Any suitable method for attaching oligonucleotides onto the nanosphere surface may be used. A particularly preferred method for attaching oligonucleotides onto a surface is based on an aging process described in U.S. application Ser. No. 09/344,667, filed Jun. 25, 1999; Ser. No. 09/603,830, filed Jun. 26, 2000; Ser. No. 09/760,500, filed Jan. 12, 2001; Ser. No. 09/820,279, filed Mar. 28, 2001; Ser. No. 09/927,777, filed Aug. 10, 2001; and in International application nos. PCT/US97/12783, filed Jul. 21, 1997; PCT/US00/17507, filed Jun. 26, 2000; PCT/US01/01190, filed Jan. 12, 2001; PCT/US01/10071, filed Mar. 28, 2001, the disclosures which are incorporated by reference in their entirety. The aging process provides nanoparticle-oligonucleotide conjugates with unexpected enhanced stability and selectivity. The method comprises providing oligonucleotides preferably having covalently bound thereto a moiety comprising a functional group which can bind to the nanoparticles. The moieties and functional groups are those that allow for binding (i.e., by chemisorption or covalent bonding) of the oligonucleotides to nanoparticles. For instance, oligonucleotides having an alkanethiol, an alkanedisulfide or a cyclic disulfide covalently bound to their 5′ or 3′ ends can be used to bind the oligonucleotides to a variety of nanoparticles, including gold nanoparticles.

The oligonucleotides are contacted with the nanoparticles in water for a time sufficient to allow at least some of the oligonucleotides to bind to the nanoparticles by means of the functional groups. Such times can be determined empirically. For instance, it has been found that a time of about 12-24 hours gives good results. Other suitable conditions for binding of the oligonucleotides can also be determined empirically. For instance, a concentration of about 10-20 nM nanoparticles and incubation at room temperature gives good results.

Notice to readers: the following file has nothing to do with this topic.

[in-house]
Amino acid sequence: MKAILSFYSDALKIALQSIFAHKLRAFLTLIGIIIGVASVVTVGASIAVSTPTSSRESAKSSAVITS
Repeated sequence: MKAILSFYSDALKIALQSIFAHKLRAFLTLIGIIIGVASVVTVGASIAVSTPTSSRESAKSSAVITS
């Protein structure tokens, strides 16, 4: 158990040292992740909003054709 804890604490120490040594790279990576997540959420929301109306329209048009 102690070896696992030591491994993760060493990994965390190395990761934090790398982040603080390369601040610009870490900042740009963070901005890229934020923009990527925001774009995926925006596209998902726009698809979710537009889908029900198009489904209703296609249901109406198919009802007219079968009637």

Next, at least one salt is added to the water to form a salt solution. The salt can be any suitable water-soluble salt. For instance, the salt may be sodium chloride, magnesium chloride, potassium chloride, ammonium chloride, sodium acetate, ammonium acetate, a combination of two or more of these salts, or one of these salts in phosphate buffer. Preferably, the salt is added as a concentrated solution, but it could be added as a solid. The salt can be added to the water all at one time or the salt is added gradually over time. By “gradually over time” is meant that the salt is added in at least two portions at intervals spaced apart by a period of time. Suitable time intervals can be determined empirically.

The ionic strength of the salt solution must be sufficient to overcome at least partially the electrostatic repulsion of the oligonucleotides from each other and, either the electrostatic attraction of the negatively-charged oligonucleotides for positively-charged nanoparticles, or the electrostatic repulsion of the negatively-charged oligonucleotides from negatively-charged nanoparticles. Gradually reducing the electrostatic attraction and repulsion by adding the salt gradually over time has been found to give the highest surface density of oligonucleotides on the nanoparticles. Suitable ionic strengths can be determined empirically for each salt or combination of salts. A final concentration of sodium chloride of from about 0.1 M to about 1.0 M in phosphate buffer, preferably with the concentration of sodium chloride being increased gradually over time, has been found to give good results.